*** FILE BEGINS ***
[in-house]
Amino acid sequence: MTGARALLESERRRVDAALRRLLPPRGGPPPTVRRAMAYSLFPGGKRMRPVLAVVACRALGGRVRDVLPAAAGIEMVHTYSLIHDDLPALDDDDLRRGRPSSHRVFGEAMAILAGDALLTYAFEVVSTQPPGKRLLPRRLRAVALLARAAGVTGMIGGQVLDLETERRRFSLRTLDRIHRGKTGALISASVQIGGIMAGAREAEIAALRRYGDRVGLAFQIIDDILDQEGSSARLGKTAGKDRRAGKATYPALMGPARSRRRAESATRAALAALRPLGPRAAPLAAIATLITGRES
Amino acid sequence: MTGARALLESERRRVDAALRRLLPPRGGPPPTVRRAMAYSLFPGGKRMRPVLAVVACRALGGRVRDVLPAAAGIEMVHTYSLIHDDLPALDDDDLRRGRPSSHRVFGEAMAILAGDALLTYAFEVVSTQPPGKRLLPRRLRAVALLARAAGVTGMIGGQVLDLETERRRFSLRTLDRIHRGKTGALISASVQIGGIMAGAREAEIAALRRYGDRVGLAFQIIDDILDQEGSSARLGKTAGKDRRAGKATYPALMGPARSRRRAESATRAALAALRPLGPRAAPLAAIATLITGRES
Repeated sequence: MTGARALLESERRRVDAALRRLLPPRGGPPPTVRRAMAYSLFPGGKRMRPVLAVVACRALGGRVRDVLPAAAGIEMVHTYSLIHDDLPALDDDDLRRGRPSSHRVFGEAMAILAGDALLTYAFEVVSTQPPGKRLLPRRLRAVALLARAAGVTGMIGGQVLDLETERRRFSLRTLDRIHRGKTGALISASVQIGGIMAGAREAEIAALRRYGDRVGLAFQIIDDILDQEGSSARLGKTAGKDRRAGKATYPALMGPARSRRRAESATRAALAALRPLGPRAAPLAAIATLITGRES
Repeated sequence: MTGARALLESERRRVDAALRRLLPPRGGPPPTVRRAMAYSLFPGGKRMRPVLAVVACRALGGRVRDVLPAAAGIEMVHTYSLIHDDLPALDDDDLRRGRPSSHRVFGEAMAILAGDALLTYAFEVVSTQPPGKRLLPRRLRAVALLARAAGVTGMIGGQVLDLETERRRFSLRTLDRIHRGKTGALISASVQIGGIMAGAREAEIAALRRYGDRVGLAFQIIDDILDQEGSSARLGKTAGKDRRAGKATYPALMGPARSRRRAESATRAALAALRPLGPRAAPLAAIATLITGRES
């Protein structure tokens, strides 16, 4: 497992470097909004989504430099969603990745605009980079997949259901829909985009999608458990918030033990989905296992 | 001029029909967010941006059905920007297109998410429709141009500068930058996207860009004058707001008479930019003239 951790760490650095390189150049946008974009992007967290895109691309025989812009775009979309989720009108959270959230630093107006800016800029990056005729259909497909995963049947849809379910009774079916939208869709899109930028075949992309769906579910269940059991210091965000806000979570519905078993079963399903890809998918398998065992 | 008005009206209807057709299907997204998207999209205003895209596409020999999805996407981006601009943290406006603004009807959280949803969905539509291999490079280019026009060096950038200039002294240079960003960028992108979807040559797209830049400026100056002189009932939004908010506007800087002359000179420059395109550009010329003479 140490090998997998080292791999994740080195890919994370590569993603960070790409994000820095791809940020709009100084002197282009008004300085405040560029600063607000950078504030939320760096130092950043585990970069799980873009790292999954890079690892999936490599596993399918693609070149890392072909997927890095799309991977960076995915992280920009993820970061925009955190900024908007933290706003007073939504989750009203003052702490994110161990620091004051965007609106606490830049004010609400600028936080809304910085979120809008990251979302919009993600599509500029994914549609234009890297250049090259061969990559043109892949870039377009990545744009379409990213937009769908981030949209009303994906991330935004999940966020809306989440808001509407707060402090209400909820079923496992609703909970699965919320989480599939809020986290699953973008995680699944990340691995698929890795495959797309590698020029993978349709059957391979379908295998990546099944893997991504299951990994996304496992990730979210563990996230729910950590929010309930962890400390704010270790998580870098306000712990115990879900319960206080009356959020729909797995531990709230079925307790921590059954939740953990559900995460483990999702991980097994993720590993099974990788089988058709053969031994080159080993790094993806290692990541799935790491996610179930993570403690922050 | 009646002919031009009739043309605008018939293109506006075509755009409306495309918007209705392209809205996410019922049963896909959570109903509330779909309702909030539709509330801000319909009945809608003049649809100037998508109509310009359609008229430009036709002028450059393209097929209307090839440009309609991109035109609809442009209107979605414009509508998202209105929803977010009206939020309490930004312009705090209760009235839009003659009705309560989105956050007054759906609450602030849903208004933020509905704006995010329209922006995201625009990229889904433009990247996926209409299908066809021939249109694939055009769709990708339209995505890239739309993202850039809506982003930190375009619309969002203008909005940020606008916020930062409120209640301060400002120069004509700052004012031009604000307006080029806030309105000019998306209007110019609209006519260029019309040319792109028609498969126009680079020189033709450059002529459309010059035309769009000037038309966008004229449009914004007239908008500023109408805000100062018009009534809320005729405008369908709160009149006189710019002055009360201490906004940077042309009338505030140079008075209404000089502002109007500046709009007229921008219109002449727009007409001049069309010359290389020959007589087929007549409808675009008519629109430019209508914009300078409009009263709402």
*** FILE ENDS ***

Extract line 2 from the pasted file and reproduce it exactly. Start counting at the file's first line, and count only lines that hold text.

Amino acid sequence: MTGARALLESERRRVDAALRRLLPPRGGPPPTVRRAMAYSLFPGGKRMRPVLAVVACRALGGRVRDVLPAAAGIEMVHTYSLIHDDLPALDDDDLRRGRPSSHRVFGEAMAILAGDALLTYAFEVVSTQPPGKRLLPRRLRAVALLARAAGVTGMIGGQVLDLETERRRFSLRTLDRIHRGKTGALISASVQIGGIMAGAREAEIAALRRYGDRVGLAFQIIDDILDQEGSSARLGKTAGKDRRAGKATYPALMGPARSRRRAESATRAALAALRPLGPRAAPLAAIATLITGRES